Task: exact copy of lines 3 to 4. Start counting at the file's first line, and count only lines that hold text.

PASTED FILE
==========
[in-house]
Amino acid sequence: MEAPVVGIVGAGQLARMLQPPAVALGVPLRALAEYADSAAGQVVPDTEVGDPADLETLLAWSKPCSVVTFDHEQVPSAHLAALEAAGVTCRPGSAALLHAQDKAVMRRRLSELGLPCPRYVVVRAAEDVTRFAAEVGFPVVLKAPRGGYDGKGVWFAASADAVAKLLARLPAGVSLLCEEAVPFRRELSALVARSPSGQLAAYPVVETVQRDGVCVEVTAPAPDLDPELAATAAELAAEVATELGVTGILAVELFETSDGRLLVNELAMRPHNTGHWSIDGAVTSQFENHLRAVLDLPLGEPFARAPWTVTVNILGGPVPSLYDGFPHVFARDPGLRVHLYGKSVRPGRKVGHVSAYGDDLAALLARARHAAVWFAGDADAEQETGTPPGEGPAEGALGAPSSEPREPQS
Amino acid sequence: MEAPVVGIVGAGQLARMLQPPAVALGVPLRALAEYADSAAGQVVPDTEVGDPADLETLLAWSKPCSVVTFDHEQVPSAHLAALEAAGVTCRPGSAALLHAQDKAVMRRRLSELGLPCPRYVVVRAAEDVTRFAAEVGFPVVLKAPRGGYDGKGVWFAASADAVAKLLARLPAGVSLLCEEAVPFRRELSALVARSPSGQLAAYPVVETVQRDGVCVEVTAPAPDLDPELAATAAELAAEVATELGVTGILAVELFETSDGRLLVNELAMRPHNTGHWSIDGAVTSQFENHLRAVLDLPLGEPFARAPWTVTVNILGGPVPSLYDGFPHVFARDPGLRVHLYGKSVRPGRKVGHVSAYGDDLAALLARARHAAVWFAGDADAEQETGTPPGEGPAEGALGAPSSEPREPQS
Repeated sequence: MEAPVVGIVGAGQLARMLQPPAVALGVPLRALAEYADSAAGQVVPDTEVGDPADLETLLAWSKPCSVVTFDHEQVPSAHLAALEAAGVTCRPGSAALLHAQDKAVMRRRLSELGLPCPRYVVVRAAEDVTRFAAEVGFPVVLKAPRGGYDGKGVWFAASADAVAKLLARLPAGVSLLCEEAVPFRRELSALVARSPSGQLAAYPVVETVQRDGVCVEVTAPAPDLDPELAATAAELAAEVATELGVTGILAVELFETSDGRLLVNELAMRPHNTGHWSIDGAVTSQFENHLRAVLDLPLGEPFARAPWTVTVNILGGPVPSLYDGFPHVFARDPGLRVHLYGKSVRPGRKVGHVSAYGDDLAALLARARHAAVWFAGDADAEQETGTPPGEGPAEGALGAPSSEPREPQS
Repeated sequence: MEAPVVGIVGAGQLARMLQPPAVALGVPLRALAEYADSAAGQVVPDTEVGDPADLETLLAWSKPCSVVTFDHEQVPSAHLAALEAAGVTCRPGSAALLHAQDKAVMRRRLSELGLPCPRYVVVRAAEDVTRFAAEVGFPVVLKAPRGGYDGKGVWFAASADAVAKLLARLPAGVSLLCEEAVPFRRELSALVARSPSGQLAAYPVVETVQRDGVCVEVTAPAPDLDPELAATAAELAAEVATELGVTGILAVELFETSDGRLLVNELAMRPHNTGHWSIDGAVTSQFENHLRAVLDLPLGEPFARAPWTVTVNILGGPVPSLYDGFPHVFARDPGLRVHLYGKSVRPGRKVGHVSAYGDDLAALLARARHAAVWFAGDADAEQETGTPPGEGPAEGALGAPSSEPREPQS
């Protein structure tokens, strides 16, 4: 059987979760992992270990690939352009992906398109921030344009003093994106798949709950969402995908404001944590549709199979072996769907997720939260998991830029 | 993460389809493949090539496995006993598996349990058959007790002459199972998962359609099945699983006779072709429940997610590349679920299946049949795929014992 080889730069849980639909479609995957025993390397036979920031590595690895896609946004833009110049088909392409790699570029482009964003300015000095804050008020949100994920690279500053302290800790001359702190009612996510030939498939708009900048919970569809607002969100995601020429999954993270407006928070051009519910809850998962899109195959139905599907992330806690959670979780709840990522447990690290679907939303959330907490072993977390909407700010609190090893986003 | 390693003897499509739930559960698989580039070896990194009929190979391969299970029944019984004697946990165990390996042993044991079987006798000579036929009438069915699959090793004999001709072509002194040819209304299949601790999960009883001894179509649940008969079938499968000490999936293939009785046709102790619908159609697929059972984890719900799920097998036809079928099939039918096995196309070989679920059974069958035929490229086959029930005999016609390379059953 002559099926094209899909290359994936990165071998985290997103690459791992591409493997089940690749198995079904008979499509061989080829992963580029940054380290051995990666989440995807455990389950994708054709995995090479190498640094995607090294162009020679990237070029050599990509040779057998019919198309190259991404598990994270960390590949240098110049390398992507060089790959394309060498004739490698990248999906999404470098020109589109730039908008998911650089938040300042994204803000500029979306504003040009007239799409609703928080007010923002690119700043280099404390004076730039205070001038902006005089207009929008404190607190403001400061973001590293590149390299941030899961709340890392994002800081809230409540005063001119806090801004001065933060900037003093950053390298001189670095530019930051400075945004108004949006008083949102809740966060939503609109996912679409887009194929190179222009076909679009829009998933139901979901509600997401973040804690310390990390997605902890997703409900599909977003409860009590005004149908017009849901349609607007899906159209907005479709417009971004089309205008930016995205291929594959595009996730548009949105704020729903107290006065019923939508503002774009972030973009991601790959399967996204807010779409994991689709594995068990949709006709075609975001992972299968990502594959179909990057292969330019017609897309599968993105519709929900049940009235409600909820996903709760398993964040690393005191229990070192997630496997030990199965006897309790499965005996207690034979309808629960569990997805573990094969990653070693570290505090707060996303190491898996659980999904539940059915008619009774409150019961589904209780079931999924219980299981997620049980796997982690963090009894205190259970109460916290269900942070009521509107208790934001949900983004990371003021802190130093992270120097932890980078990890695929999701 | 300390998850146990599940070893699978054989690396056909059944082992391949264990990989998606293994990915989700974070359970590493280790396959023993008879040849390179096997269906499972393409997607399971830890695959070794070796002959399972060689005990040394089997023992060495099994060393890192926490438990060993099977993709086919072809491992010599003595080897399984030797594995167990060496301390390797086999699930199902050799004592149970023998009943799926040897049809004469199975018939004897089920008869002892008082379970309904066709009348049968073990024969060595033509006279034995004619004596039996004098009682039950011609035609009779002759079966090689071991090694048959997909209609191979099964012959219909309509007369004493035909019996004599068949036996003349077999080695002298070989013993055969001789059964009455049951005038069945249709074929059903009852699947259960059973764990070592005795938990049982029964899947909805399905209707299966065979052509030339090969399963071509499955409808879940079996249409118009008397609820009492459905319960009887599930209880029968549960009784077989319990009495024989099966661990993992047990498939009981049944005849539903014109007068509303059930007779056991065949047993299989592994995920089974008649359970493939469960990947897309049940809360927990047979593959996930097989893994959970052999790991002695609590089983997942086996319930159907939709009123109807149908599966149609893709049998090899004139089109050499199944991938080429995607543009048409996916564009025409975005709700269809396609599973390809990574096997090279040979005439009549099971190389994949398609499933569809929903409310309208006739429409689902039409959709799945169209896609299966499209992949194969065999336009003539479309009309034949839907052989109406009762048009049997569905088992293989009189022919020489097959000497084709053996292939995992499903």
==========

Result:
Amino acid sequence: MEAPVVGIVGAGQLARMLQPPAVALGVPLRALAEYADSAAGQVVPDTEVGDPADLETLLAWSKPCSVVTFDHEQVPSAHLAALEAAGVTCRPGSAALLHAQDKAVMRRRLSELGLPCPRYVVVRAAEDVTRFAAEVGFPVVLKAPRGGYDGKGVWFAASADAVAKLLARLPAGVSLLCEEAVPFRRELSALVARSPSGQLAAYPVVETVQRDGVCVEVTAPAPDLDPELAATAAELAAEVATELGVTGILAVELFETSDGRLLVNELAMRPHNTGHWSIDGAVTSQFENHLRAVLDLPLGEPFARAPWTVTVNILGGPVPSLYDGFPHVFARDPGLRVHLYGKSVRPGRKVGHVSAYGDDLAALLARARHAAVWFAGDADAEQETGTPPGEGPAEGALGAPSSEPREPQS
Repeated sequence: MEAPVVGIVGAGQLARMLQPPAVALGVPLRALAEYADSAAGQVVPDTEVGDPADLETLLAWSKPCSVVTFDHEQVPSAHLAALEAAGVTCRPGSAALLHAQDKAVMRRRLSELGLPCPRYVVVRAAEDVTRFAAEVGFPVVLKAPRGGYDGKGVWFAASADAVAKLLARLPAGVSLLCEEAVPFRRELSALVARSPSGQLAAYPVVETVQRDGVCVEVTAPAPDLDPELAATAAELAAEVATELGVTGILAVELFETSDGRLLVNELAMRPHNTGHWSIDGAVTSQFENHLRAVLDLPLGEPFARAPWTVTVNILGGPVPSLYDGFPHVFARDPGLRVHLYGKSVRPGRKVGHVSAYGDDLAALLARARHAAVWFAGDADAEQETGTPPGEGPAEGALGAPSSEPREPQS